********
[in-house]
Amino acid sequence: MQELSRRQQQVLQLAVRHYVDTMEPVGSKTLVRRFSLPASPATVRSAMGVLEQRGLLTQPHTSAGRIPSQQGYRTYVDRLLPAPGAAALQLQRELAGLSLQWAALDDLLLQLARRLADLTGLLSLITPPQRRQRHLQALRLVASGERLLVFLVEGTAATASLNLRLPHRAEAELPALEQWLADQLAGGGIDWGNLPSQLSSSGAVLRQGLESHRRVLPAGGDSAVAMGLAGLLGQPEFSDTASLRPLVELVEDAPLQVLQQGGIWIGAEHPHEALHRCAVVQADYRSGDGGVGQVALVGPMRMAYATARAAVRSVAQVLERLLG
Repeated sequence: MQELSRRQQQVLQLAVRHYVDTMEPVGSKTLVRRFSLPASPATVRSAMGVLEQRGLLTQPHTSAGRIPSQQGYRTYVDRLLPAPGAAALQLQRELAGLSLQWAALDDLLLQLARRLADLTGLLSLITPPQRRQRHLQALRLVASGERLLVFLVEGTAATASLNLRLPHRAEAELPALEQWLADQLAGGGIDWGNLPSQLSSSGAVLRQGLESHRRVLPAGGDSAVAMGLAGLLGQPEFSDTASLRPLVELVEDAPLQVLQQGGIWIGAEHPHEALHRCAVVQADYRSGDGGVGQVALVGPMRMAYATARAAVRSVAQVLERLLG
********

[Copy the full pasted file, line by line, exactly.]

[in-house]
Amino acid sequence: MQELSRRQQQVLQLAVRHYVDTMEPVGSKTLVRRFSLPASPATVRSAMGVLEQRGLLTQPHTSAGRIPSQQGYRTYVDRLLPAPGAAALQLQRELAGLSLQWAALDDLLLQLARRLADLTGLLSLITPPQRRQRHLQALRLVASGERLLVFLVEGTAATASLNLRLPHRAEAELPALEQWLADQLAGGGIDWGNLPSQLSSSGAVLRQGLESHRRVLPAGGDSAVAMGLAGLLGQPEFSDTASLRPLVELVEDAPLQVLQQGGIWIGAEHPHEALHRCAVVQADYRSGDGGVGQVALVGPMRMAYATARAAVRSVAQVLERLLG
Repeated sequence: MQELSRRQQQVLQLAVRHYVDTMEPVGSKTLVRRFSLPASPATVRSAMGVLEQRGLLTQPHTSAGRIPSQQGYRTYVDRLLPAPGAAALQLQRELAGLSLQWAALDDLLLQLARRLADLTGLLSLITPPQRRQRHLQALRLVASGERLLVFLVEGTAATASLNLRLPHRAEAELPALEQWLADQLAGGGIDWGNLPSQLSSSGAVLRQGLESHRRVLPAGGDSAVAMGLAGLLGQPEFSDTASLRPLVELVEDAPLQVLQQGGIWIGAEHPHEALHRCAVVQADYRSGDGGVGQVALVGPMRMAYATARAAVRSVAQVLERLLG